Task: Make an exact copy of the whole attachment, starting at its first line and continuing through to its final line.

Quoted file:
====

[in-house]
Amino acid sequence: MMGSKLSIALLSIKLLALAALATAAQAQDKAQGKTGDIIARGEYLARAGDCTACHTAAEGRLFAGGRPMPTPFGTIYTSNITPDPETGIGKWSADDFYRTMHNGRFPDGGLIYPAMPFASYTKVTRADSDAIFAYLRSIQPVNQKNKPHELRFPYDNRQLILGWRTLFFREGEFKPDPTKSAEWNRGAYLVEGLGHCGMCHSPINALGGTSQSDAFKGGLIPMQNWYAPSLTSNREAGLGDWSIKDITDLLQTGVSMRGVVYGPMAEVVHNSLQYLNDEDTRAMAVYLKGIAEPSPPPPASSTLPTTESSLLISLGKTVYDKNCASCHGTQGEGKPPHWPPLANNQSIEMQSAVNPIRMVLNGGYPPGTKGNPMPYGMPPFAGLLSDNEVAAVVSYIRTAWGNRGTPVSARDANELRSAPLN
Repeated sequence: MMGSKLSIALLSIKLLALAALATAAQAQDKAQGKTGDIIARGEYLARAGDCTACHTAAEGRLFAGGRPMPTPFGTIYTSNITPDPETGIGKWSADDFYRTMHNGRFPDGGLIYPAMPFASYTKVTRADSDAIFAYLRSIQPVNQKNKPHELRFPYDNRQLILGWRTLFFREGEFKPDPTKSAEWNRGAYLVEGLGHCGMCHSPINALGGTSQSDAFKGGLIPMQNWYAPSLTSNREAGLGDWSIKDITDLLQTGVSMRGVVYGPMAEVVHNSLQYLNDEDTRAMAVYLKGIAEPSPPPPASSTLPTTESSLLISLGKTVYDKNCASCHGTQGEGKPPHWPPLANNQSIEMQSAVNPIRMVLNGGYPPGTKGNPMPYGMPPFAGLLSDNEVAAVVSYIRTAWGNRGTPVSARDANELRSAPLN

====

[in-house]
Amino acid sequence: MMGSKLSIALLSIKLLALAALATAAQAQDKAQGKTGDIIARGEYLARAGDCTACHTAAEGRLFAGGRPMPTPFGTIYTSNITPDPETGIGKWSADDFYRTMHNGRFPDGGLIYPAMPFASYTKVTRADSDAIFAYLRSIQPVNQKNKPHELRFPYDNRQLILGWRTLFFREGEFKPDPTKSAEWNRGAYLVEGLGHCGMCHSPINALGGTSQSDAFKGGLIPMQNWYAPSLTSNREAGLGDWSIKDITDLLQTGVSMRGVVYGPMAEVVHNSLQYLNDEDTRAMAVYLKGIAEPSPPPPASSTLPTTESSLLISLGKTVYDKNCASCHGTQGEGKPPHWPPLANNQSIEMQSAVNPIRMVLNGGYPPGTKGNPMPYGMPPFAGLLSDNEVAAVVSYIRTAWGNRGTPVSARDANELRSAPLN
Repeated sequence: MMGSKLSIALLSIKLLALAALATAAQAQDKAQGKTGDIIARGEYLARAGDCTACHTAAEGRLFAGGRPMPTPFGTIYTSNITPDPETGIGKWSADDFYRTMHNGRFPDGGLIYPAMPFASYTKVTRADSDAIFAYLRSIQPVNQKNKPHELRFPYDNRQLILGWRTLFFREGEFKPDPTKSAEWNRGAYLVEGLGHCGMCHSPINALGGTSQSDAFKGGLIPMQNWYAPSLTSNREAGLGDWSIKDITDLLQTGVSMRGVVYGPMAEVVHNSLQYLNDEDTRAMAVYLKGIAEPSPPPPASSTLPTTESSLLISLGKTVYDKNCASCHGTQGEGKPPHWPPLANNQSIEMQSAVNPIRMVLNGGYPPGTKGNPMPYGMPPFAGLLSDNEVAAVVSYIRTAWGNRGTPVSARDANELRSAPLN